Putting ads on your blog compromises your power. It puts responsibility for some of your content in the hands of someone else. Someone who couldn’t give a damn about your blog.
13. Blog Ads Make You Look Like an Amateur
A big part of growing a popular blog is building relationships with influencers.
Influencers give you reach far beyond your own audience and can help you grow your blog faster than you could by going it alone.
But influencers are smart people, and most recognize that blogs ads are a huge waste of time for all but the largest of blogs.
So when you reach out to those influencers, what happens when they visit your site and see it’s plastered with ads? Will they still view you as credible?
Approaching an influencer when your blog has ads is like attending a networking event and handing out business cards with a coupon for a local steak house on the back.
Chances are, any influencer will conclude one of two things:
- You’re naive to think that advertising is a good strategy for a blogger.
- Your blog can’t be successful if the few dollars you’ll make in a month from ads are so important that you’re willing to endure all the disadvantages.
Either way, if influencers don’t see you as credible, they won’t want to build a relationship with you. They won’t share your content or interact with you either.
Building a popular blog without influencer relationships is like trying to climb a steep hill wearing shackles. It’s possible, but it is far more difficult.
Ads make you look like an amateur. And influencers aren’t impressed by amateurs.
“So Blog Ads Suck… But How Do Blogs Make Money Without Ads?”
So, you’re convinced that putting ads on your blog is a terrible idea.
Does that mean you have to absorb the costs of running your blog and continue working your tail off, never to earn a dime for your hard work?
The truth is, the vast majority of truly successful bloggers have built careers from their blogs without resorting to blog ads. At least not ads in the usual sense.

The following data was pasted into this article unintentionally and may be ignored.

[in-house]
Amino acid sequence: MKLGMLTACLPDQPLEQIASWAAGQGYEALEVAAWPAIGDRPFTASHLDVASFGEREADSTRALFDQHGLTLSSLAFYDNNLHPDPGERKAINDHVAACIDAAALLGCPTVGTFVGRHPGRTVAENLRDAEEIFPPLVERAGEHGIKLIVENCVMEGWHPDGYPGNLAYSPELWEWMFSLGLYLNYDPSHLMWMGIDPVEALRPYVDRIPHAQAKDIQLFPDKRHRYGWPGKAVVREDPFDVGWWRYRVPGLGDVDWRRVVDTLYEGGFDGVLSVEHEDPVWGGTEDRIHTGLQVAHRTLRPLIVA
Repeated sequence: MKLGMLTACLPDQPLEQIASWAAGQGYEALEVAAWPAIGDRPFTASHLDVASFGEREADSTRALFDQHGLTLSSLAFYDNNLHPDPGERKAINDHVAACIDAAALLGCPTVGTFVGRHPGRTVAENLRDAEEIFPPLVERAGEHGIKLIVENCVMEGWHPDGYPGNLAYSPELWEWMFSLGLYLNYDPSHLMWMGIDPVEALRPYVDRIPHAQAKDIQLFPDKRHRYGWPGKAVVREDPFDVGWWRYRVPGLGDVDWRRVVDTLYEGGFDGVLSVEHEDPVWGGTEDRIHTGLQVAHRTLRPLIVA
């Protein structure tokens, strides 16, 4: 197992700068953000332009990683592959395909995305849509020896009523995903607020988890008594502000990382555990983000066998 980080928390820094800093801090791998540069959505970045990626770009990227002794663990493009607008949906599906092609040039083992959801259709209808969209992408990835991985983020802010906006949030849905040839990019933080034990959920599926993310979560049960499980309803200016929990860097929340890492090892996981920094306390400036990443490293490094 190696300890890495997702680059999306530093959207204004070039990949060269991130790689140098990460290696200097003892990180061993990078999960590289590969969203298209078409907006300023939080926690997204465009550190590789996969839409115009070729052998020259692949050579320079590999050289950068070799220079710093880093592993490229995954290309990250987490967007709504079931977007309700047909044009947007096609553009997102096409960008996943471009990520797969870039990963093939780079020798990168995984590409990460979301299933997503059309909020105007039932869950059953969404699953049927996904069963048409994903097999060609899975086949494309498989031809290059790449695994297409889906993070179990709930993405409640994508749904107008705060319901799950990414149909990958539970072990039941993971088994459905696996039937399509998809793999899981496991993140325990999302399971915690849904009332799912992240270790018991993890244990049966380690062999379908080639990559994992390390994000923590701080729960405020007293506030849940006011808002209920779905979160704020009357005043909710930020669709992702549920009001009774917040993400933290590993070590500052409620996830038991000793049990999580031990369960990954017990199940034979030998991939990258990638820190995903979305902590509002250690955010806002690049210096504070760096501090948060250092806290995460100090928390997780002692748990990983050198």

How do they do it?
Well, instead of selling your readers through advertising, sell to your readers. Be involved in the transaction – don’t hand it off to a stranger.
Sell something you’ve built yourself. Use the bond with your readers for good not evil. Build something for them, not around them.
Luckily, you have plenty of ways to do just that.
Idea #1: Offer a Service To Get Your Audience Unstuck
The easiest way to help your audience and start monetizing your blog without ads is to offer a service.
Services are the fastest track to earning good money from your blog because they don’t take much to get up and running.
Two popular services offered by bloggers are:
- Coaching: Jon Morrow has offered one-to-one coaching in the past, and this is how many bloggers choose to monetize their blogs initially (including myself).
- Consulting: Naomi Dunford, the blogger behind IttyBiz, offers small business consulting to her base of loyal fans.
Offering a service to your audience is also a great way to keep your finger on the pulse of what your audience needs and wants while still earning money from your blog.
Idea #2: Create a Product Your Audience Will Love
Since you’ve spent so much time getting to know your audience, why not create your own products to meet their needs?
That may be an information product, such as:
- E-books: The popular travel blogger “Nomadic Matt” from the blog of the same name has monetized his blog by delivering information to his readers through e-books.
- Courses: His Royal Awesomeness Jon Morrow creates courses such as his popular guest blogging program, Guestblogging.com and Blog Launch Formula for his followers.